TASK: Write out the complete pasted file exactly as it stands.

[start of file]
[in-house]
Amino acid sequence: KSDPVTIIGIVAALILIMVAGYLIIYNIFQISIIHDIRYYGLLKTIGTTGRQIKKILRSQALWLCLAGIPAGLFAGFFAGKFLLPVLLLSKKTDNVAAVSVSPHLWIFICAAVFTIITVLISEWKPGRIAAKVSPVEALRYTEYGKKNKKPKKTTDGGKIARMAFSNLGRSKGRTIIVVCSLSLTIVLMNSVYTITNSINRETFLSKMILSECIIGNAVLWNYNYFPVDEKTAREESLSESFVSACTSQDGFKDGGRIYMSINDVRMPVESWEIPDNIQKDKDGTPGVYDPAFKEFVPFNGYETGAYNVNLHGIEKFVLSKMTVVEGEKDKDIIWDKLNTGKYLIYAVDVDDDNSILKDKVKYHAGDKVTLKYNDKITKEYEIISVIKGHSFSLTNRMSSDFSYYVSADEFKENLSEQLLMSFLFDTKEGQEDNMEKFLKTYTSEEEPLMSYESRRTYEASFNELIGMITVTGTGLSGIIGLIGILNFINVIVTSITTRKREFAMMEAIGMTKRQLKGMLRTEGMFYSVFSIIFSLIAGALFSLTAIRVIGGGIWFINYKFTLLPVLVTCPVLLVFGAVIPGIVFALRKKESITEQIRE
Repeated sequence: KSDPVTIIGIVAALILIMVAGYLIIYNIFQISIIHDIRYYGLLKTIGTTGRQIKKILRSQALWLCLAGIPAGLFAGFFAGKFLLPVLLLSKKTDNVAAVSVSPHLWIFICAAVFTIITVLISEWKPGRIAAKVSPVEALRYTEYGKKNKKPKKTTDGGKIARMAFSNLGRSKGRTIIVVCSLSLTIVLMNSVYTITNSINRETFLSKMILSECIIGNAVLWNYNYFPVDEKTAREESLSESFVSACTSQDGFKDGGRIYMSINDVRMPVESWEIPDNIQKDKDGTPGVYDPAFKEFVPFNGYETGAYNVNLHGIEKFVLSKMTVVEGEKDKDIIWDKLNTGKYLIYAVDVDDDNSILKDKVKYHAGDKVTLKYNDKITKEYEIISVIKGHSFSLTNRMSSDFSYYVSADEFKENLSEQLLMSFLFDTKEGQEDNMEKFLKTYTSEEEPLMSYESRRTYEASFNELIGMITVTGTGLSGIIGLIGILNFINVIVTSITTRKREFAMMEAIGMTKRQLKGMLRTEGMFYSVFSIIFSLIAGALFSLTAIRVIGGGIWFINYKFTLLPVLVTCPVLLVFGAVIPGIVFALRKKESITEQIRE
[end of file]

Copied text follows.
[in-house]
Amino acid sequence: KSDPVTIIGIVAALILIMVAGYLIIYNIFQISIIHDIRYYGLLKTIGTTGRQIKKILRSQALWLCLAGIPAGLFAGFFAGKFLLPVLLLSKKTDNVAAVSVSPHLWIFICAAVFTIITVLISEWKPGRIAAKVSPVEALRYTEYGKKNKKPKKTTDGGKIARMAFSNLGRSKGRTIIVVCSLSLTIVLMNSVYTITNSINRETFLSKMILSECIIGNAVLWNYNYFPVDEKTAREESLSESFVSACTSQDGFKDGGRIYMSINDVRMPVESWEIPDNIQKDKDGTPGVYDPAFKEFVPFNGYETGAYNVNLHGIEKFVLSKMTVVEGEKDKDIIWDKLNTGKYLIYAVDVDDDNSILKDKVKYHAGDKVTLKYNDKITKEYEIISVIKGHSFSLTNRMSSDFSYYVSADEFKENLSEQLLMSFLFDTKEGQEDNMEKFLKTYTSEEEPLMSYESRRTYEASFNELIGMITVTGTGLSGIIGLIGILNFINVIVTSITTRKREFAMMEAIGMTKRQLKGMLRTEGMFYSVFSIIFSLIAGALFSLTAIRVIGGGIWFINYKFTLLPVLVTCPVLLVFGAVIPGIVFALRKKESITEQIRE
Repeated sequence: KSDPVTIIGIVAALILIMVAGYLIIYNIFQISIIHDIRYYGLLKTIGTTGRQIKKILRSQALWLCLAGIPAGLFAGFFAGKFLLPVLLLSKKTDNVAAVSVSPHLWIFICAAVFTIITVLISEWKPGRIAAKVSPVEALRYTEYGKKNKKPKKTTDGGKIARMAFSNLGRSKGRTIIVVCSLSLTIVLMNSVYTITNSINRETFLSKMILSECIIGNAVLWNYNYFPVDEKTAREESLSESFVSACTSQDGFKDGGRIYMSINDVRMPVESWEIPDNIQKDKDGTPGVYDPAFKEFVPFNGYETGAYNVNLHGIEKFVLSKMTVVEGEKDKDIIWDKLNTGKYLIYAVDVDDDNSILKDKVKYHAGDKVTLKYNDKITKEYEIISVIKGHSFSLTNRMSSDFSYYVSADEFKENLSEQLLMSFLFDTKEGQEDNMEKFLKTYTSEEEPLMSYESRRTYEASFNELIGMITVTGTGLSGIIGLIGILNFINVIVTSITTRKREFAMMEAIGMTKRQLKGMLRTEGMFYSVFSIIFSLIAGALFSLTAIRVIGGGIWFINYKFTLLPVLVTCPVLLVFGAVIPGIVFALRKKESITEQIRE